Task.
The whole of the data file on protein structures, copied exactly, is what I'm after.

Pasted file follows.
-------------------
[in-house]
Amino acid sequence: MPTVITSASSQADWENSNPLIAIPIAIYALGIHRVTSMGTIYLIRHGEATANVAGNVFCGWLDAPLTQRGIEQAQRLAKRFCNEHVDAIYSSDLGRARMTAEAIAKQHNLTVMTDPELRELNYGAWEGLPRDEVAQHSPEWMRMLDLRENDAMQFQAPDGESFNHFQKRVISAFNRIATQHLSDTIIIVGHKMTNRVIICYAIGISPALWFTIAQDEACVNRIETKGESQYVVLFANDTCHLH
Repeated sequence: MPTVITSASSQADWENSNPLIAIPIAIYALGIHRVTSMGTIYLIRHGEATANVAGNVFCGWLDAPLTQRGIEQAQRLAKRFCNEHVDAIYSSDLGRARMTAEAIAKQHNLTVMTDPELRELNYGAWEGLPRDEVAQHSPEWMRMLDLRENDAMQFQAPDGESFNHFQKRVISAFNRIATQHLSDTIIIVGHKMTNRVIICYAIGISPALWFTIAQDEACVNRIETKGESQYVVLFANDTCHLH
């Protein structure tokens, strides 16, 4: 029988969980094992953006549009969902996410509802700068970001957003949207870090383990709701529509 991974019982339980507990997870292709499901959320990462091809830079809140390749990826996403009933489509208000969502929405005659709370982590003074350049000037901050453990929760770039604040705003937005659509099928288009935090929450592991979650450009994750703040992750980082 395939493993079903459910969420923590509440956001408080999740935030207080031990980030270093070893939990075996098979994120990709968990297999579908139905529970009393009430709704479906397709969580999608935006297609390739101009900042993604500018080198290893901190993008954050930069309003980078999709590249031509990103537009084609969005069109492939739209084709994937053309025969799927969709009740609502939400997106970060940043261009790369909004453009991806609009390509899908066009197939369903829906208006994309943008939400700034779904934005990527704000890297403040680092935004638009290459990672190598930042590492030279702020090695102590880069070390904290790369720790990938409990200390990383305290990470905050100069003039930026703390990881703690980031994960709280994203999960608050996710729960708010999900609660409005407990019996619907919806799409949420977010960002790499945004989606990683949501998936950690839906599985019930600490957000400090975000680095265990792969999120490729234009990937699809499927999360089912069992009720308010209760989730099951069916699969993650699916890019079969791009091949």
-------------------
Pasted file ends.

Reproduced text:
[in-house]
Amino acid sequence: MPTVITSASSQADWENSNPLIAIPIAIYALGIHRVTSMGTIYLIRHGEATANVAGNVFCGWLDAPLTQRGIEQAQRLAKRFCNEHVDAIYSSDLGRARMTAEAIAKQHNLTVMTDPELRELNYGAWEGLPRDEVAQHSPEWMRMLDLRENDAMQFQAPDGESFNHFQKRVISAFNRIATQHLSDTIIIVGHKMTNRVIICYAIGISPALWFTIAQDEACVNRIETKGESQYVVLFANDTCHLH
Repeated sequence: MPTVITSASSQADWENSNPLIAIPIAIYALGIHRVTSMGTIYLIRHGEATANVAGNVFCGWLDAPLTQRGIEQAQRLAKRFCNEHVDAIYSSDLGRARMTAEAIAKQHNLTVMTDPELRELNYGAWEGLPRDEVAQHSPEWMRMLDLRENDAMQFQAPDGESFNHFQKRVISAFNRIATQHLSDTIIIVGHKMTNRVIICYAIGISPALWFTIAQDEACVNRIETKGESQYVVLFANDTCHLH
């Protein structure tokens, strides 16, 4: 029988969980094992953006549009969902996410509802700068970001957003949207870090383990709701529509 991974019982339980507990997870292709499901959320990462091809830079809140390749990826996403009933489509208000969502929405005659709370982590003074350049000037901050453990929760770039604040705003937005659509099928288009935090929450592991979650450009994750703040992750980082 395939493993079903459910969420923590509440956001408080999740935030207080031990980030270093070893939990075996098979994120990709968990297999579908139905529970009393009430709704479906397709969580999608935006297609390739101009900042993604500018080198290893901190993008954050930069309003980078999709590249031509990103537009084609969005069109492939739209084709994937053309025969799927969709009740609502939400997106970060940043261009790369909004453009991806609009390509899908066009197939369903829906208006994309943008939400700034779904934005990527704000890297403040680092935004638009290459990672190598930042590492030279702020090695102590880069070390904290790369720790990938409990200390990383305290990470905050100069003039930026703390990881703690980031994960709280994203999960608050996710729960708010999900609660409005407990019996619907919806799409949420977010960002790499945004989606990683949501998936950690839906599985019930600490957000400090975000680095265990792969999120490729234009990937699809499927999360089912069992009720308010209760989730099951069916699969993650699916890019079969791009091949």